Managing your forest to enhance wildlife habitat will attract a variety of species to your property and increase your opportunities to view them. There are several common practices that can easily be implemented on your own or included in a management plan.
Leaving piles of brush on your property creates den sites, perches, resting spaces, and cover for a wide variety of species. Placement and design of the brush piles is very important in determining what species will use it. To ensure wildlife will use the brush pile, build it with larger materials on the bottom to slow decay and create openings for wildlife to enter. Place the pile near an area with little existing cover and near a food source. Many small mammals and songbirds will forage in open fields, so this would be an ideal area for a brush pile. To attract salamanders, amphibians, and reptiles, place the brush pile adjacent to a body of water.
Remove Invasive, Plant Native!
Invasive species are non-native plants, animals, or insects that can quickly take over and decimate an ecosystem. To see common invasive species in Indiana, click here.
Removing invasive species from your property will improve the available habitat for native plants and animals. Planting native shrubs, grasses, and wildflowers will improve the diversity of your property, provide food and structure, and in turn, attract more native wildlife. Your property goals will influence what species will be ideal to plant in your forest. Click here to see what plants we recommend as alternatives to invasive plants and what species favor them.
Protect Your Plantings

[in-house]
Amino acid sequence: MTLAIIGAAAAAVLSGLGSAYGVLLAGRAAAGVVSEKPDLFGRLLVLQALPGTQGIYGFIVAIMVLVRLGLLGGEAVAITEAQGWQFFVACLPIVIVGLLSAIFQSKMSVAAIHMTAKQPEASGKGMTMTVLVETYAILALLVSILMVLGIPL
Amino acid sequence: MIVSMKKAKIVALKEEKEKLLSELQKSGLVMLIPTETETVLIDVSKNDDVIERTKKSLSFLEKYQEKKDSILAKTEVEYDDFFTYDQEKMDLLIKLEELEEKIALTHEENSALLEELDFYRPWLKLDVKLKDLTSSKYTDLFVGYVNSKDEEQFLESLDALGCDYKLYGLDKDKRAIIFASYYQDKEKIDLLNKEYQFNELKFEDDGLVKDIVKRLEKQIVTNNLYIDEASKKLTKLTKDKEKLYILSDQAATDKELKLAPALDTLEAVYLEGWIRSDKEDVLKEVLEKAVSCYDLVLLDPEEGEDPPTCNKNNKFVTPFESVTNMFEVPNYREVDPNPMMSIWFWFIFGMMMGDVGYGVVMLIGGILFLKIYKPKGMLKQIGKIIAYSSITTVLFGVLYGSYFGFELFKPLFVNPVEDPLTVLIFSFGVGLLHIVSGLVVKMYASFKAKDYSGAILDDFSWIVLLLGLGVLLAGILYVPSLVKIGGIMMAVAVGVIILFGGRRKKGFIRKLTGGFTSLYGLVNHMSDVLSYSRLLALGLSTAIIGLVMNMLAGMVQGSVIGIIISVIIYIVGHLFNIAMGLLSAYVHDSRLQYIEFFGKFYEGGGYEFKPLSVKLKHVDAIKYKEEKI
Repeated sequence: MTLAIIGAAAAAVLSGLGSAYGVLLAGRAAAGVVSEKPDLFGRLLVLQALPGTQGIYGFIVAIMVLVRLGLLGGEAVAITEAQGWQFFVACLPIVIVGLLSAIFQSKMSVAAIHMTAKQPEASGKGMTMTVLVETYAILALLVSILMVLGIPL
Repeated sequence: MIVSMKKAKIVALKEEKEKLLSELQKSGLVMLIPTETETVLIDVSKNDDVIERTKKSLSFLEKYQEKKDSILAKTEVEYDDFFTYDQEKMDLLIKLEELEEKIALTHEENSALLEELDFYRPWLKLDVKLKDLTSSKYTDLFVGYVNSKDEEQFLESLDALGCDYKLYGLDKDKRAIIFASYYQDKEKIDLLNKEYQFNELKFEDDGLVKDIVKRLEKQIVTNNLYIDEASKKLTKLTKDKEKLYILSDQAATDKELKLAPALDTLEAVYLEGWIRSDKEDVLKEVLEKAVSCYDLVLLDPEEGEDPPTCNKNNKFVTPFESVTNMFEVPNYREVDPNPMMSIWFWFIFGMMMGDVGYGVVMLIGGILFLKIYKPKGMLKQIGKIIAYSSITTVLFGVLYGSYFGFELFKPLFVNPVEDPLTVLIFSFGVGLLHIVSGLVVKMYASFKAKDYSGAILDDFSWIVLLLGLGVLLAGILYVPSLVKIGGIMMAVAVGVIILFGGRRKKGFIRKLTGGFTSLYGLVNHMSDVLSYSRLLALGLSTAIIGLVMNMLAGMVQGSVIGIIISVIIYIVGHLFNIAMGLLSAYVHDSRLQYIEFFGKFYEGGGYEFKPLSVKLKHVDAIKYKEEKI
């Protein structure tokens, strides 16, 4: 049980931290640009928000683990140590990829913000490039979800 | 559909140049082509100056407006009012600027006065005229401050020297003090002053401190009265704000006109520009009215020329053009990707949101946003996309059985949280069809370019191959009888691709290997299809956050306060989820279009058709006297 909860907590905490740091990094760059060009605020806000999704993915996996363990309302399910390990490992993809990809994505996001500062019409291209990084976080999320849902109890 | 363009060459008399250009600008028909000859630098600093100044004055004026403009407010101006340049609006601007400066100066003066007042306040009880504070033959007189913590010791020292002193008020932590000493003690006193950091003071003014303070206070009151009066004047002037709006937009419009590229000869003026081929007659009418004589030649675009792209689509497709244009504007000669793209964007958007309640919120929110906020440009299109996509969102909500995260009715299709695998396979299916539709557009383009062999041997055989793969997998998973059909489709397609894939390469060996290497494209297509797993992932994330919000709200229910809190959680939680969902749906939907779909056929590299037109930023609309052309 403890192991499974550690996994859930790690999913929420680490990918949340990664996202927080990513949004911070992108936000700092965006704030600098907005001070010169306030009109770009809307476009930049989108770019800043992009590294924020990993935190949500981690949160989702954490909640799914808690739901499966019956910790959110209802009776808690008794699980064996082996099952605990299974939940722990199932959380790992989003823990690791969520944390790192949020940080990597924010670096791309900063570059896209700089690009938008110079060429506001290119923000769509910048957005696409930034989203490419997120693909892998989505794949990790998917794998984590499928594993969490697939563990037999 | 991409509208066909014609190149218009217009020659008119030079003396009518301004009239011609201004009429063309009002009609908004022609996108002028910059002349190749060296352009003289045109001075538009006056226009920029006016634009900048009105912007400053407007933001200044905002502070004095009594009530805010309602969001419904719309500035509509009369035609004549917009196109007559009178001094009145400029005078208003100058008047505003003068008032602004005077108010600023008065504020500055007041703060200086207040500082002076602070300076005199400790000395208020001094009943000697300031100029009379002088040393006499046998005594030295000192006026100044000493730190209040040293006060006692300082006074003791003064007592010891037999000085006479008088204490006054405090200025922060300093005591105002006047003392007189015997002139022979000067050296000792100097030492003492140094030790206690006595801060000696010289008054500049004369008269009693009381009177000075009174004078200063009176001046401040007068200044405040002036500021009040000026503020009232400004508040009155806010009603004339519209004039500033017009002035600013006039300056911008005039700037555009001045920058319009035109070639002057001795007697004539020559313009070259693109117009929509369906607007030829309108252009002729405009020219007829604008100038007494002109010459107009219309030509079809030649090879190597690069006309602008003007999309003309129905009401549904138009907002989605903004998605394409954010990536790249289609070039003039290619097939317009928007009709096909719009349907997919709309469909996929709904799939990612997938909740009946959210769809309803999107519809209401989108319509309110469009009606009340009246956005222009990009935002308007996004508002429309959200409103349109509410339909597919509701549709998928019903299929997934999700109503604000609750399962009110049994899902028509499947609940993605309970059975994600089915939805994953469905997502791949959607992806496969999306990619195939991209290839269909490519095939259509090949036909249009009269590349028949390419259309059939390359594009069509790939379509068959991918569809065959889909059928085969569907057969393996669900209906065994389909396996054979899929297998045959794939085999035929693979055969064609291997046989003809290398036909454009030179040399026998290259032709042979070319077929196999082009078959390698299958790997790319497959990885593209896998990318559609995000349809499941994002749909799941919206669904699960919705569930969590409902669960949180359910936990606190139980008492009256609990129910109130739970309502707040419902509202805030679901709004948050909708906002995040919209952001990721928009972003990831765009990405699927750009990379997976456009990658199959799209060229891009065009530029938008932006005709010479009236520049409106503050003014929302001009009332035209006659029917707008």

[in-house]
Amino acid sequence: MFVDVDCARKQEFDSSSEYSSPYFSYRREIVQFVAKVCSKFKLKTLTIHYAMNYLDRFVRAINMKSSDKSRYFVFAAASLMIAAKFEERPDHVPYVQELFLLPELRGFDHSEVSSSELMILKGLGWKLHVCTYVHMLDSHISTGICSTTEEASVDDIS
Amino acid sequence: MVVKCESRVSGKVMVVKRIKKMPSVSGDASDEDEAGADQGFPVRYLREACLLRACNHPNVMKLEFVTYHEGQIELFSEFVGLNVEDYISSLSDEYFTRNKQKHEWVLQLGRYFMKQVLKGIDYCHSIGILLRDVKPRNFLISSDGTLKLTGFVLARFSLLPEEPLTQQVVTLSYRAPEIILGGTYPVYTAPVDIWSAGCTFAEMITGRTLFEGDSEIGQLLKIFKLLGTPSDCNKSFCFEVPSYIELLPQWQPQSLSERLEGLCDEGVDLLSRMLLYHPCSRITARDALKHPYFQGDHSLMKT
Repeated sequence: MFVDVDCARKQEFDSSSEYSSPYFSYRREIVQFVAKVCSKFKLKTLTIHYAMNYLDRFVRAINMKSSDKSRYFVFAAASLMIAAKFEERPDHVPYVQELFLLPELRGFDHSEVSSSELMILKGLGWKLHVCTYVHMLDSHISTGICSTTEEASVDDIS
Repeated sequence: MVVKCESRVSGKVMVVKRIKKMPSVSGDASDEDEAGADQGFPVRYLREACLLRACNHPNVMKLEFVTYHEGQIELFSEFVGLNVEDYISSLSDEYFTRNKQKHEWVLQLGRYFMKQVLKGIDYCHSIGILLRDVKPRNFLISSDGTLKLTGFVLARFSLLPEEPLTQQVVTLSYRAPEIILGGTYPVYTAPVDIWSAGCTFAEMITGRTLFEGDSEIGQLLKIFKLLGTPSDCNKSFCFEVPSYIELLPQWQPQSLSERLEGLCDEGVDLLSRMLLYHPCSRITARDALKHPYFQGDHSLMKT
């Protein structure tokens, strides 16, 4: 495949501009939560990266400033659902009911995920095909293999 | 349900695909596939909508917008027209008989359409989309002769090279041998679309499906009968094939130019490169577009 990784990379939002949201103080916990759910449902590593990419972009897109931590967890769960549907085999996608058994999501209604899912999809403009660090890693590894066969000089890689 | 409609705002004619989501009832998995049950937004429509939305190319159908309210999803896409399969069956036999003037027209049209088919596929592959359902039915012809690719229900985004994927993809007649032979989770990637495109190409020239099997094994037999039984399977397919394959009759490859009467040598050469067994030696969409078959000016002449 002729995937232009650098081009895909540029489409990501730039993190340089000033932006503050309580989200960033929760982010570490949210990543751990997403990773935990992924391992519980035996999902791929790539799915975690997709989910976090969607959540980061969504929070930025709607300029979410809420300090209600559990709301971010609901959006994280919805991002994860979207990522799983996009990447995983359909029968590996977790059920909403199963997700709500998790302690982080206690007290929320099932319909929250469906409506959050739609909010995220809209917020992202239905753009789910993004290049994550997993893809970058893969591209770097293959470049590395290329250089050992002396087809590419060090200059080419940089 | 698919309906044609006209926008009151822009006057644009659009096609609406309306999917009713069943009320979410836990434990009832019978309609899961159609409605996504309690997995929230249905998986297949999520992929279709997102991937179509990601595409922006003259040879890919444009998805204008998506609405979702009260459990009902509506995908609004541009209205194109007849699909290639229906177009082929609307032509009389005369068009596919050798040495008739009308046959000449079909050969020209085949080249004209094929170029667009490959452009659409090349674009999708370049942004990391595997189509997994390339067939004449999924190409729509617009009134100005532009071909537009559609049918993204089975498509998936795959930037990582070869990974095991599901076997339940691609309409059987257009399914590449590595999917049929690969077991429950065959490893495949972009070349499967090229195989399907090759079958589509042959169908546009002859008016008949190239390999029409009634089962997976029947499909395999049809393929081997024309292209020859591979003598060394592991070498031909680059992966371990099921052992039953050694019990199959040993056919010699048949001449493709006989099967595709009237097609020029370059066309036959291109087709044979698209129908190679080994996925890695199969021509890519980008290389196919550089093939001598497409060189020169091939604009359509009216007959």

Wildlife can trample or browse on young trees and shrubs, damaging them before they have a chance to establish in your forest. Putting a fence or tubing around young plants will protect them from wildlife until they can establish on your property.
Create Homes for Wildlife
It is important to be sure you are leaving or creating nesting spaces for wildlife to live in while managing your forest. A wide variety of wildlife need cavities to make their homes in or forage in and you can create these spaces for them in your forest. There are two very common methods: creating or leaving a snag and providing nest boxes.
Snags are dead or dying trees that are still standing. Snags provide natural cavities for cavity nesting woodpeckers and songbirds, foraging opportunities for insectivores, and shelter for forest dwelling bats. Snags can be created by deadening a tree and leaving it in place. Existing snags can be left in your forest as long as they do not pose a risk to anyone using the forest for recreation. Leaving snags in a variety of sizes and locations will provide habitat for a variety of wildlife. From tiny insects to large owls, many native animals rely on snags.
Nest boxes can be installed in your forest in addition to creating snags. Nest boxes create additional cavities for wildlife species. These are ideal in areas with limited nest spaces, but can be installed anywhere. Different nest boxes can be installed to attract a variety of wildlife; bats, songbirds, flying squirrels, wood ducks, and screech owls are all examples of species that have unique nest boxes designed for their needs. Read more about Nest Boxes for Wildlife by University of Missouri Extension to learn more about what each species requires and where to place your nest box.
For more information about enhancing wildlife habitat, visit PennState Extension.